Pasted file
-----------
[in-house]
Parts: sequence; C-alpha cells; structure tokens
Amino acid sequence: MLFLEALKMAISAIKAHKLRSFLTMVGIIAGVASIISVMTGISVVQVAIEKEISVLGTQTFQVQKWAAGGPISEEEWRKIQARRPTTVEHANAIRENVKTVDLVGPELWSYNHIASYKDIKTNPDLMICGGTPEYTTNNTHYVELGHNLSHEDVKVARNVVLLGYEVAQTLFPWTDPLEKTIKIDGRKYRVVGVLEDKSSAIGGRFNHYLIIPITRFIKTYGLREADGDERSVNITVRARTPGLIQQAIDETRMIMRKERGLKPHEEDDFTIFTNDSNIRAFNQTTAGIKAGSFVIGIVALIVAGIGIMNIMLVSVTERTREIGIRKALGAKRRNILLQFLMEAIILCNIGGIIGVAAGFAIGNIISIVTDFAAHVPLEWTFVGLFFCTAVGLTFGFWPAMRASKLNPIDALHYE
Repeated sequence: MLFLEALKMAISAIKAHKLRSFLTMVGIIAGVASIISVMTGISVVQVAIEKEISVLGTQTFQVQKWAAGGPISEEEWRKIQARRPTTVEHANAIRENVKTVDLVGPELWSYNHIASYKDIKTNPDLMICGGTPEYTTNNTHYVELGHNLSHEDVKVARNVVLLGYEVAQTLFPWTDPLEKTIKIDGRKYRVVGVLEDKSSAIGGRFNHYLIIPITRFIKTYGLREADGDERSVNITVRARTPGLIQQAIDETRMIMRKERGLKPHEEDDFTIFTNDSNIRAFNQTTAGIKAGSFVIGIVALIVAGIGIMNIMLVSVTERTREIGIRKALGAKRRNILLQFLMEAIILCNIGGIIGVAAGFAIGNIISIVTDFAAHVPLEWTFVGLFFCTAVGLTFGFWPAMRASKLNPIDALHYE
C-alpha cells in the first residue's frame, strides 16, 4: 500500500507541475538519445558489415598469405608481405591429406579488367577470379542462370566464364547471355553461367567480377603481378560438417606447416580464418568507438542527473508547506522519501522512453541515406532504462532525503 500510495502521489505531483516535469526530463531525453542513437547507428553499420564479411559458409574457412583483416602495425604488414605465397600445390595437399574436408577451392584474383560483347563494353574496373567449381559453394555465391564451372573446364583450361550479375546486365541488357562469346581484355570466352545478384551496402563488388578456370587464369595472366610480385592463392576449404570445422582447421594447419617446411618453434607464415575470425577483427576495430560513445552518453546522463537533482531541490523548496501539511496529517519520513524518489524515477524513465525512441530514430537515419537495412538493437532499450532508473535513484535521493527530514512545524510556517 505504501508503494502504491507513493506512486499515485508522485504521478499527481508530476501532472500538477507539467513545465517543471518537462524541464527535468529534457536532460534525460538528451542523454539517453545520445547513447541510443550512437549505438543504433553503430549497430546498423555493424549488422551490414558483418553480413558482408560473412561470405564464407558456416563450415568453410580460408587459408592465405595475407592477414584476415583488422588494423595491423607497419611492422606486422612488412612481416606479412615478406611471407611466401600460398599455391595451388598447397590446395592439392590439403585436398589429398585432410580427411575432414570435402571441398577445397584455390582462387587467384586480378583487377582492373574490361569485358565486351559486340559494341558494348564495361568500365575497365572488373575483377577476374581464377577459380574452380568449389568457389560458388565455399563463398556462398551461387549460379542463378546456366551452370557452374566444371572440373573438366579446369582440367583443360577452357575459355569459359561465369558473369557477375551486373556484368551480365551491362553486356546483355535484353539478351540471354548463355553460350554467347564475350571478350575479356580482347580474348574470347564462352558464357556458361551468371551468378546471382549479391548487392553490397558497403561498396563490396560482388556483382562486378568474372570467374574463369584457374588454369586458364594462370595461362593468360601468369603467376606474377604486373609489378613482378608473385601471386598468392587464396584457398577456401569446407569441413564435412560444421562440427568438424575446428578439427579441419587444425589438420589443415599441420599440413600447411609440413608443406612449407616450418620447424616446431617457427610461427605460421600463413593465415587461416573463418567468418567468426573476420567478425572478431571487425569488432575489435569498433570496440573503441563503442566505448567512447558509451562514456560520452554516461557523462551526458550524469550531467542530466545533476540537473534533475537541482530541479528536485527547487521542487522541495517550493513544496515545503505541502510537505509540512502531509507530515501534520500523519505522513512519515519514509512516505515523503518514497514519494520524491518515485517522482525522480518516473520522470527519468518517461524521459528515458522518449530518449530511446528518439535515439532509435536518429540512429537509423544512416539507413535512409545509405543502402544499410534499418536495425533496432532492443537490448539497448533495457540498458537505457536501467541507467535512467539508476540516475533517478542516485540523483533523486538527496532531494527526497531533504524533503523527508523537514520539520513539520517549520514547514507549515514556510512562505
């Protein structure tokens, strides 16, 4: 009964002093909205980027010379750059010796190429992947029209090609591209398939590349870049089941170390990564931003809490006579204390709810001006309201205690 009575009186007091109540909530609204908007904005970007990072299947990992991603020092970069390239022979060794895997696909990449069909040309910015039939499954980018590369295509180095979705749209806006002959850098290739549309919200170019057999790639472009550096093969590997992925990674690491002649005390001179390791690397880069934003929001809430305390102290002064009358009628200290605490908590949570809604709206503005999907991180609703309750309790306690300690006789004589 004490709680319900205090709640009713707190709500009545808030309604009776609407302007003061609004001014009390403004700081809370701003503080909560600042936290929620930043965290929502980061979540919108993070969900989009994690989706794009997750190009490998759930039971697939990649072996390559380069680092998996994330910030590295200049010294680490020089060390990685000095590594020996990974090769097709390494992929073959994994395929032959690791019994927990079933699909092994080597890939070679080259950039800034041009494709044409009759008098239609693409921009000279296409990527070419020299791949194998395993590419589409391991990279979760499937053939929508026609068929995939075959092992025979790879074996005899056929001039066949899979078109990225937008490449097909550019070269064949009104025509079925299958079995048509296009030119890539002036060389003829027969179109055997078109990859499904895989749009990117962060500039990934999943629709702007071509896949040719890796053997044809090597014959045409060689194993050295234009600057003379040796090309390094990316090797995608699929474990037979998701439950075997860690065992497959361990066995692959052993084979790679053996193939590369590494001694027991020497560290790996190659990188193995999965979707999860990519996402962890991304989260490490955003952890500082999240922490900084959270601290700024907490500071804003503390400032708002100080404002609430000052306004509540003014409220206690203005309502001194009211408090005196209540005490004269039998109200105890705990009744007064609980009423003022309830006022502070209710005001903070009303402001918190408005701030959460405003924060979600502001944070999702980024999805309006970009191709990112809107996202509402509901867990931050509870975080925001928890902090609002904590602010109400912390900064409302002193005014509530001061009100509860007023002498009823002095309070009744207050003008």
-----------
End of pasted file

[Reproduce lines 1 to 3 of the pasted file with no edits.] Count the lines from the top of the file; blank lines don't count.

[in-house]
Parts: sequence; C-alpha cells; structure tokens
Amino acid sequence: MLFLEALKMAISAIKAHKLRSFLTMVGIIAGVASIISVMTGISVVQVAIEKEISVLGTQTFQVQKWAAGGPISEEEWRKIQARRPTTVEHANAIRENVKTVDLVGPELWSYNHIASYKDIKTNPDLMICGGTPEYTTNNTHYVELGHNLSHEDVKVARNVVLLGYEVAQTLFPWTDPLEKTIKIDGRKYRVVGVLEDKSSAIGGRFNHYLIIPITRFIKTYGLREADGDERSVNITVRARTPGLIQQAIDETRMIMRKERGLKPHEEDDFTIFTNDSNIRAFNQTTAGIKAGSFVIGIVALIVAGIGIMNIMLVSVTERTREIGIRKALGAKRRNILLQFLMEAIILCNIGGIIGVAAGFAIGNIISIVTDFAAHVPLEWTFVGLFFCTAVGLTFGFWPAMRASKLNPIDALHYE